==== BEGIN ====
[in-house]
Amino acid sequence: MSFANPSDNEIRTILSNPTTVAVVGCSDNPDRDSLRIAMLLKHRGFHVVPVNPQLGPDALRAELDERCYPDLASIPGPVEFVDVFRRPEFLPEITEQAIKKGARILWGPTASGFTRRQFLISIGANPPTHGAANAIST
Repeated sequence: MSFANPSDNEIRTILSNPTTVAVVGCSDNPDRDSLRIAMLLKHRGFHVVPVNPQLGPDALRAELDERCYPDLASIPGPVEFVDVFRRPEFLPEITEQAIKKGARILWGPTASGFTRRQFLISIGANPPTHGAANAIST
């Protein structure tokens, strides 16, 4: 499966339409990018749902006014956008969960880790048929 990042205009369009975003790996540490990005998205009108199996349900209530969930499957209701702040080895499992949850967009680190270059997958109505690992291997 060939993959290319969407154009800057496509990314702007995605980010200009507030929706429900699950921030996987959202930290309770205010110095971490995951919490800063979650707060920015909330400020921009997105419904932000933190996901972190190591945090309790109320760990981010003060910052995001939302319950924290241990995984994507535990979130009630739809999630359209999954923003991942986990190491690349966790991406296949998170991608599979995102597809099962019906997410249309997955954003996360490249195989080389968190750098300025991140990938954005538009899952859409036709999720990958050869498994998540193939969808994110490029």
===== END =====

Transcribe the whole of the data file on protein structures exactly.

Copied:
[in-house]
Amino acid sequence: MSFANPSDNEIRTILSNPTTVAVVGCSDNPDRDSLRIAMLLKHRGFHVVPVNPQLGPDALRAELDERCYPDLASIPGPVEFVDVFRRPEFLPEITEQAIKKGARILWGPTASGFTRRQFLISIGANPPTHGAANAIST
Repeated sequence: MSFANPSDNEIRTILSNPTTVAVVGCSDNPDRDSLRIAMLLKHRGFHVVPVNPQLGPDALRAELDERCYPDLASIPGPVEFVDVFRRPEFLPEITEQAIKKGARILWGPTASGFTRRQFLISIGANPPTHGAANAIST
């Protein structure tokens, strides 16, 4: 499966339409990018749902006014956008969960880790048929 990042205009369009975003790996540490990005998205009108199996349900209530969930499957209701702040080895499992949850967009680190270059997958109505690992291997 060939993959290319969407154009800057496509990314702007995605980010200009507030929706429900699950921030996987959202930290309770205010110095971490995951919490800063979650707060920015909330400020921009997105419904932000933190996901972190190591945090309790109320760990981010003060910052995001939302319950924290241990995984994507535990979130009630739809999630359209999954923003991942986990190491690349966790991406296949998170991608599979995102597809099962019906997410249309997955954003996360490249195989080389968190750098300025991140990938954005538009899952859409036709999720990958050869498994998540193939969808994110490029």